by Mark Henderson & Alison Pickup
It has been said time and again that asylum cases call for consideration with 'the most anxious scrutiny' . . . That is not a mantra to which only lip service should be paid. It recognises the fact that what is at stake in these cases is fundamental human rights, including the right to life itself. (Sivakumar v SSHD  EWCA Civ 1196, per Dyson LJ)
The stakes in asylum and human rights appeals are higher than any other field of litigation. Since the last edition of the Best Practice Guide to Asylum and Human Rights Appeals was published, the caselaw on what 'anxious scrutiny' means in practice has continued to grow. So has the complexity of conducting appeals. Yet the exceptional stakes are matched by the exceptional political pressures both on appellants and the appeal process which hinder the effective preparation and determination of these cases.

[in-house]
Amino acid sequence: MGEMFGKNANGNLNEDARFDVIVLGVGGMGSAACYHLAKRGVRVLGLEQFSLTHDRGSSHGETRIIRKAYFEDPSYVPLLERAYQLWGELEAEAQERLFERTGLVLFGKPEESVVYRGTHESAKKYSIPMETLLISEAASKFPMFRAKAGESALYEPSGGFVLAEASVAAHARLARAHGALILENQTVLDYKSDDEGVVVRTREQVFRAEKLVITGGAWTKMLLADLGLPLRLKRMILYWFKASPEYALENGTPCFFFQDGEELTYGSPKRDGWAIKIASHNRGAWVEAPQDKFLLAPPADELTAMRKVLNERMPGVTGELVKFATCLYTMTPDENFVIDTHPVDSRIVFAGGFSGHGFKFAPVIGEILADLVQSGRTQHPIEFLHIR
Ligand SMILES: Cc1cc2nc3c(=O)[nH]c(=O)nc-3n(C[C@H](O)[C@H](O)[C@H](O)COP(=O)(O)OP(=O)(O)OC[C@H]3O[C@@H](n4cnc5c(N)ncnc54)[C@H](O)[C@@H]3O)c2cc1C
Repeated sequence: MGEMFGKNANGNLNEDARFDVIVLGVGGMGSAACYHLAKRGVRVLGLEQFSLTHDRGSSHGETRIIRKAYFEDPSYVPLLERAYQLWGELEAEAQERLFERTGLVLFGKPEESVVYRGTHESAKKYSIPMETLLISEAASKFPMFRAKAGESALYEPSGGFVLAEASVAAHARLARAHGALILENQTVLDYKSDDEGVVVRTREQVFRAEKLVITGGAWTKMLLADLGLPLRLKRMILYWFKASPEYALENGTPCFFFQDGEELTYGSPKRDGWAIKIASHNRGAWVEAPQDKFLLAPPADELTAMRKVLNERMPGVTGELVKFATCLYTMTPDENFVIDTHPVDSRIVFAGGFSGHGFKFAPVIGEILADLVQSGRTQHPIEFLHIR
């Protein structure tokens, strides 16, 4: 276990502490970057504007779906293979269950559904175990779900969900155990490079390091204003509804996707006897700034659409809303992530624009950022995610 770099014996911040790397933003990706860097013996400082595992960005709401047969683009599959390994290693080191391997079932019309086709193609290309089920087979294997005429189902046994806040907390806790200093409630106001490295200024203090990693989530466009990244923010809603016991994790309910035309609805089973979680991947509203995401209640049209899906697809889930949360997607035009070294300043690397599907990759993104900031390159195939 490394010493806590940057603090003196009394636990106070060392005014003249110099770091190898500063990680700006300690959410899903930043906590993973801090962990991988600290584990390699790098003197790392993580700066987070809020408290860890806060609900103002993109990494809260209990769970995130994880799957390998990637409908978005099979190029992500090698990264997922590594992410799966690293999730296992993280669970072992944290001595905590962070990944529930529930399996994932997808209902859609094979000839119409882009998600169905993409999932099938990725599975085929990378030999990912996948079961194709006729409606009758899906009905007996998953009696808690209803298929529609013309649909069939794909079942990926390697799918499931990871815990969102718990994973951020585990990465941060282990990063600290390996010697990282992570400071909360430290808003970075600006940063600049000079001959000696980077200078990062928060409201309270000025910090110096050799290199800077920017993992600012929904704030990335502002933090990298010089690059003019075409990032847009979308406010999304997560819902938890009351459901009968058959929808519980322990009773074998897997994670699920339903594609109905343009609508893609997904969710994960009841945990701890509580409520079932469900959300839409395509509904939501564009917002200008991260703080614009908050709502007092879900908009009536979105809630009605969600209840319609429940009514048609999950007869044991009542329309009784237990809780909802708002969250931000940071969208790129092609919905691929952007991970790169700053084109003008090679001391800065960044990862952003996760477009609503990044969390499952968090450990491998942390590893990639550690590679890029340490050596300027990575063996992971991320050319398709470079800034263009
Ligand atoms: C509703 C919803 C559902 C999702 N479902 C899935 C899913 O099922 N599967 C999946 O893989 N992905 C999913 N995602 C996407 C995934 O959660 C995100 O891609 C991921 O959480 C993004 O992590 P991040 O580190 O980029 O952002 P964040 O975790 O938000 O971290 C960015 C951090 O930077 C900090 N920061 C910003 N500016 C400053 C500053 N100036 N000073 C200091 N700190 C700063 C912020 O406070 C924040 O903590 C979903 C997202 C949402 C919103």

Two themes run through this book. First, the hearing is only the end of the process. Good advocacy at the hearing can win an appeal (and bad advocacy can lose it). But it is more likely that the appeal was won or lost on the preparation beforehand. Second, the appeal system is just that, not a second round of primary decision-making. It provides a means of testing whether Home Office decisions violate the UK's international obligations. It should not be employed to shore up inadequate Home Office decision-making by drawing judges into trying to formulate a better case against the appellant than the Home Office could manage. Such a distortion of the appeal process only generates cost and delay and so provides ammunition to its detractors. The operation of this jurisdiction is also hampered by what appears to be a systemic inability on the part of the Home Office to engage in sensible negotiation to define and confine issues in advance; its propensity to present a different case at the hearing from any that was disclosed in advance; and frequent failure to comply with judicial directions. The Tribunal has on one occasion been driven to remark that the Home Office's conduct went 'beyond mere institutional incompetence, into the realm of an institutional culture of disregard' for the Tribunal.